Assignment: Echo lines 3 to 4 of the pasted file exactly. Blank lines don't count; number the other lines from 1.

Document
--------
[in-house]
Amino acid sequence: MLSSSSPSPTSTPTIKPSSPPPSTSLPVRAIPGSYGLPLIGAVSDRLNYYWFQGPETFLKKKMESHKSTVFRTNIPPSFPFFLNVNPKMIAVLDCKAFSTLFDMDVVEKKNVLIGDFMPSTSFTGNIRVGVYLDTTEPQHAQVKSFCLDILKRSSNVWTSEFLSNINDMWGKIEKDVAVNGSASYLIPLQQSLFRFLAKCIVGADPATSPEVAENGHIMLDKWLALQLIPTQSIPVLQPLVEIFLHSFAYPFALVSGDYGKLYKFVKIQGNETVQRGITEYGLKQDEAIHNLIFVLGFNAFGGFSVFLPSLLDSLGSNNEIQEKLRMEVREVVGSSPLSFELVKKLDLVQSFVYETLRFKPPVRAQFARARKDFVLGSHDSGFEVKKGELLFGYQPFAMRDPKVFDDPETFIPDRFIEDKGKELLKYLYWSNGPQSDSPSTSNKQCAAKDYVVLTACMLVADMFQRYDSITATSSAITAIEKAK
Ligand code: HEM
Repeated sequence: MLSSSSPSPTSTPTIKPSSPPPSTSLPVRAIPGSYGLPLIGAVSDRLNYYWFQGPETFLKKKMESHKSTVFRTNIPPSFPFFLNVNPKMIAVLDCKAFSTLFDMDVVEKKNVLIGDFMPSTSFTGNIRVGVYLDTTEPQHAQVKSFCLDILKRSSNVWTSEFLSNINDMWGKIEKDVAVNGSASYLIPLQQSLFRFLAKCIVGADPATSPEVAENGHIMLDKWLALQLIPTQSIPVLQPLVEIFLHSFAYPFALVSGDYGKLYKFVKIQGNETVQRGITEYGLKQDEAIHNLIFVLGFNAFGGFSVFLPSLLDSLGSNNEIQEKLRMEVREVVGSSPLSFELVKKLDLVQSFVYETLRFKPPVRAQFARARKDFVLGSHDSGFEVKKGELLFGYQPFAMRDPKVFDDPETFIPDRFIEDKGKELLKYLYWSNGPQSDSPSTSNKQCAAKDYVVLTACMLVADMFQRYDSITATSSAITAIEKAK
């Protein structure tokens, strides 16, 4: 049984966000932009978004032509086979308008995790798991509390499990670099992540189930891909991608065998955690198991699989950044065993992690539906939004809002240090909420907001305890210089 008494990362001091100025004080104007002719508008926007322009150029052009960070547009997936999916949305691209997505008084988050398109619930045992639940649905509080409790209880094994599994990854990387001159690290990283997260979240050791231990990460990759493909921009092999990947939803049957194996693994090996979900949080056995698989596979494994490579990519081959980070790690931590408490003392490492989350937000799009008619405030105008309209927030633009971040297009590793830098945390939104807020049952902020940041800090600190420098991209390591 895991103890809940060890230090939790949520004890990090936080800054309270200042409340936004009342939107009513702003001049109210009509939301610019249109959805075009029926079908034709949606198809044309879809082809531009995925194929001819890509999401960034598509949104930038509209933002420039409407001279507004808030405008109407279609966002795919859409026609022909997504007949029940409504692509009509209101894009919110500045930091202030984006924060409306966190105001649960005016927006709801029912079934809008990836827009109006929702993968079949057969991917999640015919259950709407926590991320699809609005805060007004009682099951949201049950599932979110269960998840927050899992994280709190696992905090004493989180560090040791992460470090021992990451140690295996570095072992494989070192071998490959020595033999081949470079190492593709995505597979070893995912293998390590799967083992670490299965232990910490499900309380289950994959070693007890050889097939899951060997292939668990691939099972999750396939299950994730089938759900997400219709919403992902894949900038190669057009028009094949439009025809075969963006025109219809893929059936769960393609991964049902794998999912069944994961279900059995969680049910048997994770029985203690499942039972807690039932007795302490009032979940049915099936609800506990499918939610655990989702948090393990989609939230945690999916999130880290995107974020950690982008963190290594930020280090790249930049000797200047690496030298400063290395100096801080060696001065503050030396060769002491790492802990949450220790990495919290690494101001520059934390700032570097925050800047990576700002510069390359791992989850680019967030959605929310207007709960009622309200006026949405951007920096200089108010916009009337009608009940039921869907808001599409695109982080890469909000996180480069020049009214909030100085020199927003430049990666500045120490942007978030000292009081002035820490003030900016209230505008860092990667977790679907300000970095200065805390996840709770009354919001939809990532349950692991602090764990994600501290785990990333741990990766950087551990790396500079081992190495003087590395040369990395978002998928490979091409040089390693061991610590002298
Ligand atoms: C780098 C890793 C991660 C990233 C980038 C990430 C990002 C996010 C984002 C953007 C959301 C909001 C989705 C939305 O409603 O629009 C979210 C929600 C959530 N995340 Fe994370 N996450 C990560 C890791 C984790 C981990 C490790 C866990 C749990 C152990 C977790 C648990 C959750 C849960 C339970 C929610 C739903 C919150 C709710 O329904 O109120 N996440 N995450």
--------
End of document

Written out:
Ligand code: HEM
Repeated sequence: MLSSSSPSPTSTPTIKPSSPPPSTSLPVRAIPGSYGLPLIGAVSDRLNYYWFQGPETFLKKKMESHKSTVFRTNIPPSFPFFLNVNPKMIAVLDCKAFSTLFDMDVVEKKNVLIGDFMPSTSFTGNIRVGVYLDTTEPQHAQVKSFCLDILKRSSNVWTSEFLSNINDMWGKIEKDVAVNGSASYLIPLQQSLFRFLAKCIVGADPATSPEVAENGHIMLDKWLALQLIPTQSIPVLQPLVEIFLHSFAYPFALVSGDYGKLYKFVKIQGNETVQRGITEYGLKQDEAIHNLIFVLGFNAFGGFSVFLPSLLDSLGSNNEIQEKLRMEVREVVGSSPLSFELVKKLDLVQSFVYETLRFKPPVRAQFARARKDFVLGSHDSGFEVKKGELLFGYQPFAMRDPKVFDDPETFIPDRFIEDKGKELLKYLYWSNGPQSDSPSTSNKQCAAKDYVVLTACMLVADMFQRYDSITATSSAITAIEKAK